Houston-based GlobalSantaFe Corporation announced
it has become one of the first offshore drilling contractors
to receive the full International Safety Management (ISM) certification for its shore-based facilities and self-propelled offshore rigs.
The ISM certification is a requirement of the United Nations-led International Maritime Organization's Safety of Life at Sea regulation, soon to be mandatory for all self-propelled offshore drilling vessels operating under member-state
The American Bureau of Shipping (ABS) audited GlobalSantaFe for compliance to the code. Robert Kremek, president of ABS Americas
, presented the company's first ISM Document of Compliance certificate to GlobalSantaFe executives in a ceremony held on December 18 in Houston.
"We have always been absolutely committed to the safety of our people and the marine environments where we operate," Bob Rose, GlobalSantaFe chairman, said. "The ISM certification is further evidence of our commitment. In fact,
we have chosen to implement the ISM standards throughout our entire worldwide fleet of drilling rigs. This is over and above what is required."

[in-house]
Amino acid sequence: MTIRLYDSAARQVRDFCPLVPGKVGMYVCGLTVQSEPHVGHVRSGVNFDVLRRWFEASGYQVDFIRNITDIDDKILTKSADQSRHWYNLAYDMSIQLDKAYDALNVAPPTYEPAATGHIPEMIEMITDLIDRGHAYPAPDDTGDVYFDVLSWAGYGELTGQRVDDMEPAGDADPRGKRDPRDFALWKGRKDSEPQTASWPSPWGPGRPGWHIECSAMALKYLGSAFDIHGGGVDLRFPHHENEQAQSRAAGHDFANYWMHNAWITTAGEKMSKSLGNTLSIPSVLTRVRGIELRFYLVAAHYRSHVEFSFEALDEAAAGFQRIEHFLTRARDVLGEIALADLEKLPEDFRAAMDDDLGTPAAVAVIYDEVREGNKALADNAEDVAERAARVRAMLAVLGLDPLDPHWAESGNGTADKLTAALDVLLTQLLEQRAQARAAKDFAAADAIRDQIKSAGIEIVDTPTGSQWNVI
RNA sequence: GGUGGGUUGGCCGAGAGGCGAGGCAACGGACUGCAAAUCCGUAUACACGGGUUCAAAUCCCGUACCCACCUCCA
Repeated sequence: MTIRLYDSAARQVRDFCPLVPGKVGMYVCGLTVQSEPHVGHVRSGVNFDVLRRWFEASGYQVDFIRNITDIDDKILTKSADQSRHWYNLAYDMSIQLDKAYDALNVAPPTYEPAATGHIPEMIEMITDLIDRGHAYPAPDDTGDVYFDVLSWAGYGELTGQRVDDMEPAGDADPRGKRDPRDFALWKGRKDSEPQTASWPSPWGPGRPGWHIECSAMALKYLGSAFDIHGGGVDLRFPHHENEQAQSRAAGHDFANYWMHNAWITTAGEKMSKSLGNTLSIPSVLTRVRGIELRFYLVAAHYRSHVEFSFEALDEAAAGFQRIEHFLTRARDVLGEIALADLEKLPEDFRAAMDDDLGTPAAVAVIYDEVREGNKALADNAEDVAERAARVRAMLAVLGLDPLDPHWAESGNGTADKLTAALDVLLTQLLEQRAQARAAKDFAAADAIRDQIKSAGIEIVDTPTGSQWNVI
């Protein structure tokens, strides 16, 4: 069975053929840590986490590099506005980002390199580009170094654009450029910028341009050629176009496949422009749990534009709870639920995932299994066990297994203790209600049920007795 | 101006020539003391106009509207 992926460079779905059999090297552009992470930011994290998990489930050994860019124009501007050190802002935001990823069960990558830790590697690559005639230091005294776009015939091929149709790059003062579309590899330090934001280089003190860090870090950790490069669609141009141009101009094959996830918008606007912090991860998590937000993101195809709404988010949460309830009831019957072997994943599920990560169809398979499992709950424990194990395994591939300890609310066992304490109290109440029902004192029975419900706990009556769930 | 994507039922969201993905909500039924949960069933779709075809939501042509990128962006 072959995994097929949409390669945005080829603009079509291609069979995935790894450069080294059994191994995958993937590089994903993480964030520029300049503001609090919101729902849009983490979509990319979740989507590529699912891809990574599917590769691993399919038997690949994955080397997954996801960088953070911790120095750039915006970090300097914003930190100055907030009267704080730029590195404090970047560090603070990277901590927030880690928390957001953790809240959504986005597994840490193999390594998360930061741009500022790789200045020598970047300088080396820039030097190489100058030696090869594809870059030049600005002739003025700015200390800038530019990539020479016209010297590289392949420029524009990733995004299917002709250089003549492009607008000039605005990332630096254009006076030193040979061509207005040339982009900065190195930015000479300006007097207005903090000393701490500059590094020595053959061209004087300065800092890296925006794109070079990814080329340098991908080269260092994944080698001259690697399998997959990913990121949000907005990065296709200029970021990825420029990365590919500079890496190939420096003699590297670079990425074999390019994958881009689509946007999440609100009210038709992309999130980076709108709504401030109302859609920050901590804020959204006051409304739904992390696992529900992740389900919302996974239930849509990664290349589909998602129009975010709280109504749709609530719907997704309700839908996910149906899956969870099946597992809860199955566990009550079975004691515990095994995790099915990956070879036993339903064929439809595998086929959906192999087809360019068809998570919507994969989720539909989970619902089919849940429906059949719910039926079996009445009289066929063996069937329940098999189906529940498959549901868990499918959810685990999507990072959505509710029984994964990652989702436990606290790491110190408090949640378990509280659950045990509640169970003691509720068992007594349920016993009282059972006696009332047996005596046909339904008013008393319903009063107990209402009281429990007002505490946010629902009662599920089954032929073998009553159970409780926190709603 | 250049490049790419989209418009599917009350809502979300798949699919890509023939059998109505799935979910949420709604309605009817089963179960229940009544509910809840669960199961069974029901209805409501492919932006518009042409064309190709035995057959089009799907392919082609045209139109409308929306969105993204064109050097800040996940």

The purpose of the ISM code is to provide an international standard for pollution prevention and the safe management of ship operations. The ISM certification requires each company operating self-propelled offshore drilling vessels more than 500 gross tons to demonstrate a safety management system that protects its offshore crews, marine environments and the vessels.
The six GlobalSantaFe drilling vessels that met the ISM code include the famed Glomar Explorer, the Glomar C.R. Luigs, the Glomar Jack Ryan, the Glomar R.F. Bauer, the Glomar Celtic Sea, and the Glomar Grand Banks. Each one of these rigs has been awarded a Safety Management Certificate.